Friday, August 04, 2006

New Beginnings, Same Passions

After seven happy years I am leaving Sun and starting a software consulting business.

It has been an amazing ride.

When I joined Sun, my main motivation was Java. I was the lead architect for the largest Java project at Hewlett Packard at the time, when to my dismay they decided as a corporation to get on the COM bandwagon. Does anyone even remember what COM was? Let me help you out: It was the Microsoft platform du jour back then. OLE! OLE!

So I thought, what better place to get my fill of Java, than at its headwaters at Sun's Java Software Division. I joined the J2EE group in 1999 and life has never been the same since. I have had the good fortune to learn from some of the best and brightest minds in the industry. For that, I will forever be grateful.

Some of you know of my love for the OASIS ebXML standards and in particular the ebXML Registry standard. My involvement with ebXML was quite accidental. In 2000, a colleague asked me for some help on a deliverable for an upcoming demo. I ended up building what was one of the very first ebXML Messaging Service implementations. One thing led to another and I ended up authoring the original proposed draft of the ebXML Registry specification, again quite by chance. Since then, I have been the editor of the specifications as they continue to evolve with the contributions of many talented people and companies. For more than six years now it is my passion and a labor of love.

Around the same time as we were producing ebXML Registry 2.0 standard, I had the opportunity to lead the Expert Group that delivered the Java API for XML Registries (JAXR) API within the Java Community Process (JCP). It was a happy day when the Expert Group completed its work in one year with a unanimous approval vote within the JCP.

When I implemented the very first ebXML Registry implementation, Sun generously donated the work to seed the freebXML Registry open source project at Source Forge. In 2001 while on a trip to Hong Kong, in collaboration with CECID, I helped launch, an initiative to build and deliver royalty-free open source ebXML implementations. This has been instrumental in fueling the adoption and success of ebXML. As the freebXML Registry project caught on, Sun decided to productize it as the Sun Service Registry product within Java Enterprise System 4. Other companies including IBM, Digital Artefacts and FGM decided to build products on freebXML Registry as well.

It is rewarding to see that today, Sun Service Registry is completing work on its second release and freebXML Registry is completing its sixth release. It is even more rewarding to see that freebXML Registry and its deritaives are in production deployments at many notable organizations such as the US Department of Defense, United Nations and National Institute of Standards and Technology (NIST). The Service Registry product was successfully monetizing an open source project well before the idea became popular at Sun. In fact, we took it a step before open source and a step after productization by creating a “community driven, collaborative development model” as shown below:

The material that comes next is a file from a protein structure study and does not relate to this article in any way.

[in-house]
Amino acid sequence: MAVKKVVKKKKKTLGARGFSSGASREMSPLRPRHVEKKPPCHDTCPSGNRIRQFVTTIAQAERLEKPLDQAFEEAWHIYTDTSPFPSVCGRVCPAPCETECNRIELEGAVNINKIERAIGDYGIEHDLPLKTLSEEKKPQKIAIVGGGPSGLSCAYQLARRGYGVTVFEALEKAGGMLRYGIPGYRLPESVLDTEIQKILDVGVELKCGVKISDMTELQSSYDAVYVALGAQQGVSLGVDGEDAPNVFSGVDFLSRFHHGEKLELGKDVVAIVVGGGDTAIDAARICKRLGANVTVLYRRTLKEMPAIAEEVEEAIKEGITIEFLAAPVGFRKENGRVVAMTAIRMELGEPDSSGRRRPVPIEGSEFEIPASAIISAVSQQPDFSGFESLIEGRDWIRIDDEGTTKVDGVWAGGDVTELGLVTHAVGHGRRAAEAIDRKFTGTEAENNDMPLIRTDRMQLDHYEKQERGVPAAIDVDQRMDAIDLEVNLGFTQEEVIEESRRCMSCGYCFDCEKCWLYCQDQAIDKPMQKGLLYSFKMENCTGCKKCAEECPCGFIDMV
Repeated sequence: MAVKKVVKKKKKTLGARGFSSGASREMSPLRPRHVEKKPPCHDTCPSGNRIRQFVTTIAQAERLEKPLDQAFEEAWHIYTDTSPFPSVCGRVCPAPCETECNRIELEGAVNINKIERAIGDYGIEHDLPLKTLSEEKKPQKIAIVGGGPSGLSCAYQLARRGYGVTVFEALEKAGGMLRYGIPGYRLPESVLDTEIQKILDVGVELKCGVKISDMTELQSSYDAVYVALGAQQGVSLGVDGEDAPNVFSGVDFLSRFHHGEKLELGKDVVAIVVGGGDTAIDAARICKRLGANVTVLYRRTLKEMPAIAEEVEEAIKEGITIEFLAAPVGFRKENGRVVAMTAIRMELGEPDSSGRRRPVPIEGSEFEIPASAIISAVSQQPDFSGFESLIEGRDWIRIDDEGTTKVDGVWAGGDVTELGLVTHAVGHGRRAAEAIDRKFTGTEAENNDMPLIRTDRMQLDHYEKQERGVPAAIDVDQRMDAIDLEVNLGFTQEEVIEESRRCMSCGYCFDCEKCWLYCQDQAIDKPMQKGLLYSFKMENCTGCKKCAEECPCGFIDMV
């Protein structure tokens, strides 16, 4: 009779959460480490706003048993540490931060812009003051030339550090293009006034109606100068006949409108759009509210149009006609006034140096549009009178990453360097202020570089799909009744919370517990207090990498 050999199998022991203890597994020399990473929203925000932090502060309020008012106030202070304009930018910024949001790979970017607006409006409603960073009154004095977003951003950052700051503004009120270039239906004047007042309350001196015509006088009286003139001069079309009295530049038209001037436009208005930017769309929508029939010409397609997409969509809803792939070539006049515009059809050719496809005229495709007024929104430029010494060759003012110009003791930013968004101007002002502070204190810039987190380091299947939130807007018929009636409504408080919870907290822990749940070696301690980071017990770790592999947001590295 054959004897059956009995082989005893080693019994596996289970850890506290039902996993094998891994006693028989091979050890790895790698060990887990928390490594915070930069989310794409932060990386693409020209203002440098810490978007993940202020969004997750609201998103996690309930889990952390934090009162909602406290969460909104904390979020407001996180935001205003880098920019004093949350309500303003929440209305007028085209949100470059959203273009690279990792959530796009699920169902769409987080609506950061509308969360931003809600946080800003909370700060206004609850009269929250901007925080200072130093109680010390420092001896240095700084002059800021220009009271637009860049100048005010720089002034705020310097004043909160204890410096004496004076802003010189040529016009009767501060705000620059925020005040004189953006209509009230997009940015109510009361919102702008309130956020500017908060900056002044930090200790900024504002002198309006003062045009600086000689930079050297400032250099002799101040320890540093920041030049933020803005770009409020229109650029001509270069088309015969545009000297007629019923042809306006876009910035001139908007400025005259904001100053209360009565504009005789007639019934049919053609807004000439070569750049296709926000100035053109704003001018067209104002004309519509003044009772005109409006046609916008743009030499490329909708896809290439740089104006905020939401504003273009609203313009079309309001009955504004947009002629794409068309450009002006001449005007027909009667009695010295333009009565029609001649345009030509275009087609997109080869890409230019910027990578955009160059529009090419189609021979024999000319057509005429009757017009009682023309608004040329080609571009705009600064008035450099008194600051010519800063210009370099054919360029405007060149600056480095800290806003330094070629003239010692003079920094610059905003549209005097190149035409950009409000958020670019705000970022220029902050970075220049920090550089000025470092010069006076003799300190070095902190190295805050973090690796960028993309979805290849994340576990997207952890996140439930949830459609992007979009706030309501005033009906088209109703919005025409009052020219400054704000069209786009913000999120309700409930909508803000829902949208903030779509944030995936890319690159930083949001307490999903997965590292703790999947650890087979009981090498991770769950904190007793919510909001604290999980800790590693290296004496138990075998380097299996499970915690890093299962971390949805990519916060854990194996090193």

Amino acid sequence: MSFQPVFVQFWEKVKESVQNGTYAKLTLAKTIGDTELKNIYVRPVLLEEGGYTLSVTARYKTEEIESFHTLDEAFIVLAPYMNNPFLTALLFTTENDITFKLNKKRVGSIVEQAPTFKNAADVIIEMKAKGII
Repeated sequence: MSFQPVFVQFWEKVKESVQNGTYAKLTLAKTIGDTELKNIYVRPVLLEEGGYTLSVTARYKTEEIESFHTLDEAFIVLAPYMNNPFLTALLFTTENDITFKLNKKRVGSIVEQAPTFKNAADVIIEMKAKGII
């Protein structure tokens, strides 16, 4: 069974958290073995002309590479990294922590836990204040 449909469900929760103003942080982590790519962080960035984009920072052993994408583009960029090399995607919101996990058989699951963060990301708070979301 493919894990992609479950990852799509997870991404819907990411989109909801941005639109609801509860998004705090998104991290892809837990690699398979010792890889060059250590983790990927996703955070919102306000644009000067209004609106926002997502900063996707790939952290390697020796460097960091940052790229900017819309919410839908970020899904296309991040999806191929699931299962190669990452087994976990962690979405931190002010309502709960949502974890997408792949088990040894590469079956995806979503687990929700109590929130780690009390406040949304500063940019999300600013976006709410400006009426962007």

I think my move and its timing are very good for the ebXML Registry standard, freebXML Registry open source project, customers deploying this technology and even Sun. Let me explain...

The ebXML Registry standard is now 5 years old with version 3.0 approved as an OASIS standard. What the standard needs most now is many many more strategic deployments. With this move, I can aspire to be a “Johnny Appleseed” for the standard, and plant the seeds of many new deployments of the standard where ever there is demand.

Coincidently (well not really), the freebXML Registry project is also reaching a maturity milestone with the release of version 3.0-final1. This took 5 years of hard work by a very dedicated and talented open source team. The largest contingent of that team consists of my able team mates from the Sun Service Registry team. I will continue to lead the freebXML Registry project with my full passion, attention and vigor. With this move, the project will gain more diversity of membership, broader industry deployments and participation.

Sun gains yet another independent and ardent evangelist for Java, Java EE, Java Enterprise System and Sun Service Registry. I am a believer in the Service Registry product and will be helping customers deploy it to its maximum potential.

Customers of freebXML Registry and Sun Service Registry will now be able to get the help they need to realize well-governed SOA deployments and secure, federated information management using these ebXML Registry technologies.

Finally, this move scratches a long-standing itch for me personally. My heart has always been in customer-focused deployments. This move creates the perfect opportunity for me to scratch that itch.

Even though the timing is right for me to take on new challenges, leaving Sun is not so easy. What I will miss most are the good friends, colleagues and mentors at Sun and the culture of innovation and leading edge technology.

Looking forward, I hope to work with many of you who share this vision of collaborative, community-driven, open-source software development for the common good of this blessed Earth.